Grisham fumbles with latest book
Kaitlynn Riely | Tuesday, October 9, 2007
John Grisham needs to go back to writing legal thrillers. It’s not that Grisham’s new book is bad. “Playing for Pizza” is a story about a disgraced third-string quarterback for the Cleveland Browns who is forced out of the NFL and ends up playing football in Italy. Like all his books, it’s well written, with an interesting plot line and a sympathetic lead character.
But Grisham’s name is synonymous with thrilling legal battles, with idealistic lawyers struggling for justice against the forces of corruption. His books are bestsellers because readers know Grisham will sweep them away with tales of intrigue, and they will cheer for the protagonist, despite his flaws, as he overcomes the odds. Grisham weaves a nice story in his new book, but it’s not a page-turner like his 18 previous novels.
“Pizza” still retains some Grisham-isms. The book’s hero, Rick Dockery, fits the typical Grisham male character mold. He is young and attractive – an underdog with a weakness for women. Dockery becomes Cleveland’s public enemy No. 1 after single-handedly losing an AFC Championship game for the Browns. Dockery’s agent manages to find him a new team far away in Italy. Even in a land of soccer, there is a Super Bowl.
So Dockery flees to Parma, Italy, away from the angry fans who tried to storm his hospital bed as he recovered from a concussion, and the Cleveland Post columnist who declares him the greatest goat in the history of professional sports.
Grisham knows a lot about football. The same attention to detail he once used to describe the murder of Supreme Court justices and a pelican brief is now turned to details about football. Parts of his book read like the sports section of a newspaper.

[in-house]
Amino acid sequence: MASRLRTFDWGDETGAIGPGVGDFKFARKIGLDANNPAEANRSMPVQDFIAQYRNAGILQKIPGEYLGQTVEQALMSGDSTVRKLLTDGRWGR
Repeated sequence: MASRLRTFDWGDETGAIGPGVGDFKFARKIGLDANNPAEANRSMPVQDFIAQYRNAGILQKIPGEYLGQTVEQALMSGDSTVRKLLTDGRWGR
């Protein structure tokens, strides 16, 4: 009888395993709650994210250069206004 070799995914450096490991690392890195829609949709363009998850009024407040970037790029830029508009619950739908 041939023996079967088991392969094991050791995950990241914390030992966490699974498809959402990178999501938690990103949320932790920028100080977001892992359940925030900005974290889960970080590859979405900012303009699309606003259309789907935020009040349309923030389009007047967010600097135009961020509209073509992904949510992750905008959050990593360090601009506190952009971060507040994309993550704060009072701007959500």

By placing Dockery in Italy, Grisham gets a chance to tell his readers all he knows about the country – the food, the culture, the churches and the opera.
“The Broker,” a legal thriller Grisham published in 2005, was also set in Italy. In “Pizza,” the country is almost a supporting character. When Dockery has a day off from practice, his lady friend drags him around Italy to accompany her on a quest to tour the whole country. At times, the reader feels as exhausted from traveling as Dockery does.
Instead of partners or associates in a law firm, the supporting characters in “Pizza” are Dockery’s teammates and coach, who play football for their love of the game and, as the title indicates, for the pizza and beer they feast on after the games and practices.
A perpetual third-stringer in the NFL, Dockery finds his niche in Italy. In Italy he is a major player in a minor sport. Reek, as the Italians call him, becomes a hero for his teammates. Like most of Grisham’s characters, he has his weaknesses. He blows a game after drinking too much, he womanizes and he’s arrogant. In spite of these flaws, we still cheer for Dockery when he completes a pass and when he delivers a blow to the Cleveland Post’s cruel sports columnist.
But Dockery isn’t battling for justice or defending Parma from corruption. He’s just playing football. If “Playing for Pizza” had been written by someone other than Grisham, readers could close the book, satisfied after a good story. But from Grisham, what’s expected is suspense, more suspense than a football game in Italy could provide.